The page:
[Jesus] came to Nazareth, where He had been brought up. As usual, He entered the synagogue on the Sabbath day and stood up to read. The scroll of the prophet Isaiah was given to Him, and unrolling the scroll, He found the place where it was written:
“The Spirit of the Lord is upon Me,
Because He has anointed Me
To preach the gospel to the poor;
He has sent Me to heal the brokenhearted,
To proclaim liberty to the captives
And recovery of sight to the blind,
To set at liberty those who are oppressed;
To proclaim the acceptable year of the Lord.”
Then He closed the book, and gave it back to the attendant and sat down. And the eyes of all who were in the synagogue were fixed on Him. And He began to say to them, “Today this Scripture is fulfilled in your hearing.”–Luke 4:18-21
We are going to be viewing this passage for a few weeks. There is something epic about this entire monologue – like Martin Luther King’s “I Have a Dream” speech, or The Gettysburg Address by Abraham Lincoln. Only this is the King of Kings revealing Himself as the fulfillment of prophesy – the healer, liberator, and Savior of mankind. Substantially more impacting.
This week I want to take a special look into verse 18 where it says, “He has sent Me to heal the brokenhearted…”
If you have a heart, it probably has been broken. God did not design the human heart to be impenetrable. The Lord Himself feels anguish, so we too will experience anguish ourselves. (Genesis 6:6, John 11:33-36, Hebrews 5:5-8)
But our hearts aren’t built like God’s is. Our hearts are limited. We don’t feel love, anger, and pain on the same scale God does. Our hearts are much smaller. And since God built our hearts Himself, He knows how to repair them.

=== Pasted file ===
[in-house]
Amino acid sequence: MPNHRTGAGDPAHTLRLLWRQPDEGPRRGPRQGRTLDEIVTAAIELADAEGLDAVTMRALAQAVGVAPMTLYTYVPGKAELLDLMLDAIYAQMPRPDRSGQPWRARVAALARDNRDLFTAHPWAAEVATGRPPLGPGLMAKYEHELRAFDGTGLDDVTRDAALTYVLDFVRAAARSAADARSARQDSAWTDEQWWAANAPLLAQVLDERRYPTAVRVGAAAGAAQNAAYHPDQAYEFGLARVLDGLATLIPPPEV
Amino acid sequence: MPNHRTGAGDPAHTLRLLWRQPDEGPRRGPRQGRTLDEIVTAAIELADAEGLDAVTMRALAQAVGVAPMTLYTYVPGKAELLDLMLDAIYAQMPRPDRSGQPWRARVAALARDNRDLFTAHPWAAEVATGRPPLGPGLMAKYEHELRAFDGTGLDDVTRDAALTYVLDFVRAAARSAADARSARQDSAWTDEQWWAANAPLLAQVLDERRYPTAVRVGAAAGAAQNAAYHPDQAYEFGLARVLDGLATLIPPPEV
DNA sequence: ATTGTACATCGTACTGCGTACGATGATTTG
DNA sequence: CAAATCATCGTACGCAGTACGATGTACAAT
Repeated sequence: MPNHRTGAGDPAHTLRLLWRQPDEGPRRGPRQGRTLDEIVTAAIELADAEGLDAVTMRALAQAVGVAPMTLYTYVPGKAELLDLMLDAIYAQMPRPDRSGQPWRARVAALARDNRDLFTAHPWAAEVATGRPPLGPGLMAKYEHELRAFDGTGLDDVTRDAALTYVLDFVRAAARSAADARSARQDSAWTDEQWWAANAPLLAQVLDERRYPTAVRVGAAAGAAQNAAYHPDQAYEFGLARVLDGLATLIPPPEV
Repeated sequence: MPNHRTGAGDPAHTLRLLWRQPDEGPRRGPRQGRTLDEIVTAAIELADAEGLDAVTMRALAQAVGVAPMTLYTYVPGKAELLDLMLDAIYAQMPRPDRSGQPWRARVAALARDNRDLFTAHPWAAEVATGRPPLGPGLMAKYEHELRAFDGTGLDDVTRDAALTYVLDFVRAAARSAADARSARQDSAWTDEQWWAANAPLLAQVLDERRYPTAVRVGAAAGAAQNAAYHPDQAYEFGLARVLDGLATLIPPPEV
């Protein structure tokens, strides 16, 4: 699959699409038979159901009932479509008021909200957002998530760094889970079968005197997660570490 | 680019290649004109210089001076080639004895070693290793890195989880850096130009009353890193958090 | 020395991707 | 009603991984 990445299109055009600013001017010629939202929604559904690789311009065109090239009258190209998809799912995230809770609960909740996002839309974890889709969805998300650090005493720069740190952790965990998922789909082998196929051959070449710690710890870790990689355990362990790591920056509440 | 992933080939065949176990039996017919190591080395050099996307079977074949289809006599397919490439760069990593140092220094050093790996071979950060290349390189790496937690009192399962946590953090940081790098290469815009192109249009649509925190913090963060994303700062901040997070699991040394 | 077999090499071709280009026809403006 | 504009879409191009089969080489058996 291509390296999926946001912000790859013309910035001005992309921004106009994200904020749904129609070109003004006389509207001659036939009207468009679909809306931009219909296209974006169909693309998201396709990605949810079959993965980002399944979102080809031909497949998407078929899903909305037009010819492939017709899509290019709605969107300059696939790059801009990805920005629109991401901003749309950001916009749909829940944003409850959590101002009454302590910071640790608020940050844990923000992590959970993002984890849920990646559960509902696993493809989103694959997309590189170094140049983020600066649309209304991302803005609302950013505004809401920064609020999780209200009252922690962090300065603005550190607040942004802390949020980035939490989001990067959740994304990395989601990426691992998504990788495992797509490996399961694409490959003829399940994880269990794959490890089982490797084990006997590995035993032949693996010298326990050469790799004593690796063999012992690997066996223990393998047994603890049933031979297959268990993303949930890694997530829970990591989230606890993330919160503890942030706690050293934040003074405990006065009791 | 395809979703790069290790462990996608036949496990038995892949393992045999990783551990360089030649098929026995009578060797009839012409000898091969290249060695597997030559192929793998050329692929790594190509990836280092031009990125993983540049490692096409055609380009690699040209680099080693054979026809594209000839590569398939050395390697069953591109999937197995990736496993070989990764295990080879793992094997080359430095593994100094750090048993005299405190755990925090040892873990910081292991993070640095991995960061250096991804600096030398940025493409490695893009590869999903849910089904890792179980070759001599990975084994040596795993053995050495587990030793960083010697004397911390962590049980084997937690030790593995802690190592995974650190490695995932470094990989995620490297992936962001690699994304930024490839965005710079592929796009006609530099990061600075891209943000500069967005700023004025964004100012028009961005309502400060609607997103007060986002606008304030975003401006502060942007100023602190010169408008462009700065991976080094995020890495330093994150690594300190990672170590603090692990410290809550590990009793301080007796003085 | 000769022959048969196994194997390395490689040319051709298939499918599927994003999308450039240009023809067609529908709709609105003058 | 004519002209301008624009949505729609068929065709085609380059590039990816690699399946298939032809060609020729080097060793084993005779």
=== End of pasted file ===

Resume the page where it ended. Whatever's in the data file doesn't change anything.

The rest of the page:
How comforting is it to hear from Jesus himself that He was sent to heal the brokenhearted? In the midst of our suffering, there are a few truths we should keep in mind.
God Sees Your Broken Heart
In Jeremiah 17, there is a passage that talks about the deceitfulness of the heart. In there is a line worth mentioning: “I the Lord search the heart and examine the mind…” (verse 10) Obviously, the context of this line has to do with God searching the heart for impurities, but the thing to note is that God can see into your heart and mind. He knows what’s in it. He knows all your anxieties, fears, and pain. He sees all the broken pieces. And more than that, unlike us, He can see how to heal our hearts. We may not be able to see what is holding us back from healing, but God does. Do you want to know where to go next? Ask for God to reveal the path of healing to you.
Jesus Sympathizes with Our Suffering
Hebrews 4:15 says, “For we do not have a high priest who is unable to sympathize with our weaknesses…” It’s hard to imagine the Creator suffering with the same afflictions we face. But it is true that Jesus can sympathize with our pain. Jesus knows what it’s like to have your family think you’re crazy (Mark 3:21), to have the people you love betray and abandon you (Mark 14:43-52), and to have death stare you in the face. (Luke 22:41-44). Jesus is not a stranger to pain. He understands how you feel, and He longs to comfort you. If you want to see just how much Christ loves you in the midst of your suffering, just read Romans 8. Verse 26 and 34 tells us that Jesus and the Holy Spirit make intercession for us. Meditate on that wonderful truth for a few minutes.
We Always Have Hope
Our heart break may be big, but God is bigger. Though we long for the days where there will be no more suffering or heartbreak, we have to remember that God is still at work in this world. He is at work right now in your life, meticulously working on the small, shattered pieces of your soul. And in the midst of His work, He keeps us safe. Psalms 34:18-20 says, “The Lord is near the brokenhearted; He saves those crushed in spirit. Many adversities come to the one who is righteous, but the Lord delivers him from them all. He protects all his bones; not one of them is broken.”
Don’t seek hope from a situation, seek hope from the Lord. He is bigger than every circumstance, every dilemma, and every heartbreak. When we are in the midst of heartbreak, our eyes need to turn God. Jesus came to heal the brokenhearted, but the brokenhearted must give their hearts to Him to be healed.